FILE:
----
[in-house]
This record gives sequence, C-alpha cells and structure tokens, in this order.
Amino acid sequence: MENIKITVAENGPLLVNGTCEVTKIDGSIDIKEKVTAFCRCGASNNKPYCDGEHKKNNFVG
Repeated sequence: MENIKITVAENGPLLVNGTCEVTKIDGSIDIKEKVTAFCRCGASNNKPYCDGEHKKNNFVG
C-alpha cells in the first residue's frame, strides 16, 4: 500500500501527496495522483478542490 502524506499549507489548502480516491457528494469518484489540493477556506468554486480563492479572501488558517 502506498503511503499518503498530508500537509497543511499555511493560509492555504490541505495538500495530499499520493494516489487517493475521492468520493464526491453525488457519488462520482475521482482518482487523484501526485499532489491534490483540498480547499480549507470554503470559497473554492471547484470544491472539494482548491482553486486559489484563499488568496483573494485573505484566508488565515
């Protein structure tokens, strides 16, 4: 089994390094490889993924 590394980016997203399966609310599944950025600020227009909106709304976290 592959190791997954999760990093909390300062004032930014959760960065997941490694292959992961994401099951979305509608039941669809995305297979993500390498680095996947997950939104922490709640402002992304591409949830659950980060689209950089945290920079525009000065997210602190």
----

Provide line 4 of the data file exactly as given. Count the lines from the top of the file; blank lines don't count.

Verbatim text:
Repeated sequence: MENIKITVAENGPLLVNGTCEVTKIDGSIDIKEKVTAFCRCGASNNKPYCDGEHKKNNFVG